When everything is so perfect all the time, I don't think we believe in it. We don't believe in people, we don't believe in brands, and we just wait for that opportunity to prove them wrong. And we do it on social media. I truly believe that brands needs to lead more with empathy and compassion and maybe even kindness because we want brands that stands up for something and take stand for what's right. I think we want more authentic and real brands. So, after I've been reflecting on this a little bit, I'm thinking about, maybe we need to rethink how we build brands because if we want to attract a big audience, but we also want to turn them into fans, I don't think we can keep doing the same thing and hope for another result.
I have been working with a lot of brands and all of them, they need advertising because they don't have fans. They don't have that engagement on social media, and most of them, and maybe you, also, in the audience, are too focused on your products and what you offer instead of how your brand can make people's lives better. So a brand is so much more than just a product we sell or the service. We need to go much deeper. We need to connect with the audience on a much deeper level if we really want to matter in their lives. So, Chris, back to you. I really want to hear your thoughts on people's relationship to brands.

Chris:

Thanks for asking me, Anneli. I've been thinking about this a lot and I've been reflecting on the different things I've read, the things I've experienced as a customer and how we have fostered a relationship with our customers. And there's a couple of different things I'm going to reference, a few books and ideas, but I think they succinctly sum up some of the ideas that we've been talking about. The first truth is people, customers, don't buy anymore. They join tribes and they want to be around like-minded individuals who share a worldview, and it's because we're in search of identity. We're trying to figure out who we are, we're trying to find meaning to our lives.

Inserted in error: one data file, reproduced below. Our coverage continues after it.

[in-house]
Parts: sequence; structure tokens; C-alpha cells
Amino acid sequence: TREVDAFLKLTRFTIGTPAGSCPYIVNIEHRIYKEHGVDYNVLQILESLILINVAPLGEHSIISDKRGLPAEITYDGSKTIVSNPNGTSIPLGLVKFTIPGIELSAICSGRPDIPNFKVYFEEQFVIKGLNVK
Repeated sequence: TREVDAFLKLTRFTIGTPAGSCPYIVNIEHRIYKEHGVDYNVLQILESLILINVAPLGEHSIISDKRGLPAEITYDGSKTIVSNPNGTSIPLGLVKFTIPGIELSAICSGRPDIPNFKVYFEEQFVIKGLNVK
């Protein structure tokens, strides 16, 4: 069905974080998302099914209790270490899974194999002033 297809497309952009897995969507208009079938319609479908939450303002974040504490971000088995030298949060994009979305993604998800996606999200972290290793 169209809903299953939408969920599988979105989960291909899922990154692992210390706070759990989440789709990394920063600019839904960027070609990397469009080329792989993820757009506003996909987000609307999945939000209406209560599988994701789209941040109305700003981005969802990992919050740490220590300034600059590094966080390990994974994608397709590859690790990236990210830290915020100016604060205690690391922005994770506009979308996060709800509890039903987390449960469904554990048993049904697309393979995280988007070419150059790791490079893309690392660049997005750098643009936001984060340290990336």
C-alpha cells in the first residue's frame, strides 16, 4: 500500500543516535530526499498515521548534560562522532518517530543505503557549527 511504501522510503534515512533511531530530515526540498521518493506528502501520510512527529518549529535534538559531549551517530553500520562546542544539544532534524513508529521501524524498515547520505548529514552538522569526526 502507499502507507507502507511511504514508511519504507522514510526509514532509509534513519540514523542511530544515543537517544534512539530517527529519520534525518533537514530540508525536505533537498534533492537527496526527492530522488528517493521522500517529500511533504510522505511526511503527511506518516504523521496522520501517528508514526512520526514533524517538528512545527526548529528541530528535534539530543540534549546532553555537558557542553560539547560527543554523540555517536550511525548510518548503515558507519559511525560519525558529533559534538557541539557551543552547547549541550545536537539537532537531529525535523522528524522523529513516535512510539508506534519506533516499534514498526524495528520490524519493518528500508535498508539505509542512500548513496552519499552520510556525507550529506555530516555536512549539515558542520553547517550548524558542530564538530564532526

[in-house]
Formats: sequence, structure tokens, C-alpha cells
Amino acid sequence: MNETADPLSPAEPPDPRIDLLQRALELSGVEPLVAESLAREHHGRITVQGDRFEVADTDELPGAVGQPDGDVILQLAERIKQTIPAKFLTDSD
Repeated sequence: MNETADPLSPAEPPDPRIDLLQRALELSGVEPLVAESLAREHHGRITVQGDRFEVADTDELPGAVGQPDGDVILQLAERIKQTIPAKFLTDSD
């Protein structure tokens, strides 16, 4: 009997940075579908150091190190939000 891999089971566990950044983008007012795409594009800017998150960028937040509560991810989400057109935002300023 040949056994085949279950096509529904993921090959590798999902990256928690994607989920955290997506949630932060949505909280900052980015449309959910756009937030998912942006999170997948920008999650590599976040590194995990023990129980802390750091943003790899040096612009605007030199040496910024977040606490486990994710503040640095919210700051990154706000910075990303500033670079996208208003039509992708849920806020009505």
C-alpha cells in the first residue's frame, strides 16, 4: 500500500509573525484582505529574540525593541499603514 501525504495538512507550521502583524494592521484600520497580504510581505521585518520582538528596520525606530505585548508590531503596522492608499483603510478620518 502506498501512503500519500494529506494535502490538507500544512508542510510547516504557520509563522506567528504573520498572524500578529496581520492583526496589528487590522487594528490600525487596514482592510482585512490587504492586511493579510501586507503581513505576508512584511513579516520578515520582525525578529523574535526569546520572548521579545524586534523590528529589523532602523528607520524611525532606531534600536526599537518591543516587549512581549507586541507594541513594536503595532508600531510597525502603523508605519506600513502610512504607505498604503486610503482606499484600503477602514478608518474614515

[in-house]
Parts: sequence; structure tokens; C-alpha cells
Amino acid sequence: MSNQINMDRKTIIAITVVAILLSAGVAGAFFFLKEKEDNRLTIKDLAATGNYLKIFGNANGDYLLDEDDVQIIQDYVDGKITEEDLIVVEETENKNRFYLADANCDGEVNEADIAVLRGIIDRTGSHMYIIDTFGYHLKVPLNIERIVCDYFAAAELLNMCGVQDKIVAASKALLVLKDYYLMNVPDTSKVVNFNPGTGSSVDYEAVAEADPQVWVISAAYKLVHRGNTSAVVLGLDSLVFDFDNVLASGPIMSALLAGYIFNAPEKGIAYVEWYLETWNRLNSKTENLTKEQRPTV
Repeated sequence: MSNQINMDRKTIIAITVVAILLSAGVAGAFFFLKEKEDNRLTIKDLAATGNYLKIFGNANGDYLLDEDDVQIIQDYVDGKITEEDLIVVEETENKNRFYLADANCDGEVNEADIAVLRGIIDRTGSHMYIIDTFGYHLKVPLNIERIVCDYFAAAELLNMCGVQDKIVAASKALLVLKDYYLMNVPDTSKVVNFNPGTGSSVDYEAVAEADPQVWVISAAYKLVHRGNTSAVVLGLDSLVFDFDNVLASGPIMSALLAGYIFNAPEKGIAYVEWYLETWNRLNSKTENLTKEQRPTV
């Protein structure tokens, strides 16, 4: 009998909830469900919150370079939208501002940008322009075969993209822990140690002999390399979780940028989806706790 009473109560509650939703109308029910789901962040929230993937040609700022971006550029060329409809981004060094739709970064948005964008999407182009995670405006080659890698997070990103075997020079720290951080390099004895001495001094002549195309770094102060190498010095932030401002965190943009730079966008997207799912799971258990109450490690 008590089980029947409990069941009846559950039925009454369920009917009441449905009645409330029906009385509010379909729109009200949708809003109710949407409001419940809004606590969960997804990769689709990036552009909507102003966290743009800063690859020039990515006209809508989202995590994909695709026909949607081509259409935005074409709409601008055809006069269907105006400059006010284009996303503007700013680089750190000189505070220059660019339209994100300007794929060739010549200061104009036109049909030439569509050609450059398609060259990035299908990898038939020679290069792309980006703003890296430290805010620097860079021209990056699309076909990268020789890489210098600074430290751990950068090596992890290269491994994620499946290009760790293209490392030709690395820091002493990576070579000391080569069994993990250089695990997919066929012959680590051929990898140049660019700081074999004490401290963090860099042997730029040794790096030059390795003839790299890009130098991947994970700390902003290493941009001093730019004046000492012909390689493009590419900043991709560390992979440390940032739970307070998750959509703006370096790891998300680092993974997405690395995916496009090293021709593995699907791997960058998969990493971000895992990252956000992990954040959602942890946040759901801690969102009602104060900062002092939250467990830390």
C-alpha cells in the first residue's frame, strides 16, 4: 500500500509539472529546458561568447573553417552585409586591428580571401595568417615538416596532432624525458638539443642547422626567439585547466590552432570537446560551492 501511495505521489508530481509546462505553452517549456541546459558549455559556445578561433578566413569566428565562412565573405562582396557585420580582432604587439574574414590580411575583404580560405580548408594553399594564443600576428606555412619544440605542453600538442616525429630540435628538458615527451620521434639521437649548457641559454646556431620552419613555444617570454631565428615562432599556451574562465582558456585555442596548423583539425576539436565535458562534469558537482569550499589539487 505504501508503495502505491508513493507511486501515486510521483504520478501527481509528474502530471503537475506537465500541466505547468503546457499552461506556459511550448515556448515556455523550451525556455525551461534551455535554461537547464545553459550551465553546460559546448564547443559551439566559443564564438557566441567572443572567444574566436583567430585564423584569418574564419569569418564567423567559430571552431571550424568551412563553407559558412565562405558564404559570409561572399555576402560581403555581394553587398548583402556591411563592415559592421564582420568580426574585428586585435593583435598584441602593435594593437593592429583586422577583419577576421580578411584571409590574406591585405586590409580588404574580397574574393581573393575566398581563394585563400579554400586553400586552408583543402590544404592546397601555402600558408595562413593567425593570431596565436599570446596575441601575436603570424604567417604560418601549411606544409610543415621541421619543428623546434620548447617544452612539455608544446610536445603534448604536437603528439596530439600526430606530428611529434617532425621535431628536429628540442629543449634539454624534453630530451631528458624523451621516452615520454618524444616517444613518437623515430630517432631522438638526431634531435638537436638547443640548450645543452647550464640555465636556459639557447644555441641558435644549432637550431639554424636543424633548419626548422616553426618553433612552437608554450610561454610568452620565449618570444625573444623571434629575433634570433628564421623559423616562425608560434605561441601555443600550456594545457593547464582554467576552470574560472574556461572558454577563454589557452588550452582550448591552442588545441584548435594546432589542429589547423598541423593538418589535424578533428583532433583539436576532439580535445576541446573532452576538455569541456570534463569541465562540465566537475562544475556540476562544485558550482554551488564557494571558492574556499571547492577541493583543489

When you buy something I think it says something about you and there's a difference between how we perceive ourselves. Say, if we are in the market for a car, what we say about ourselves if we want a Porsche or Mercedes or a Tesla? And when we buy something, it speaks about our values or beliefs and our opinions, can we imagine a person who shops at Whole Foods or Harley Davidson, what are they like? Can you visualize this person in your mind? Or someone who shops at IKEA or Patagonia? And for each one of us a different image might conjure up, but there will be some overlap for sure.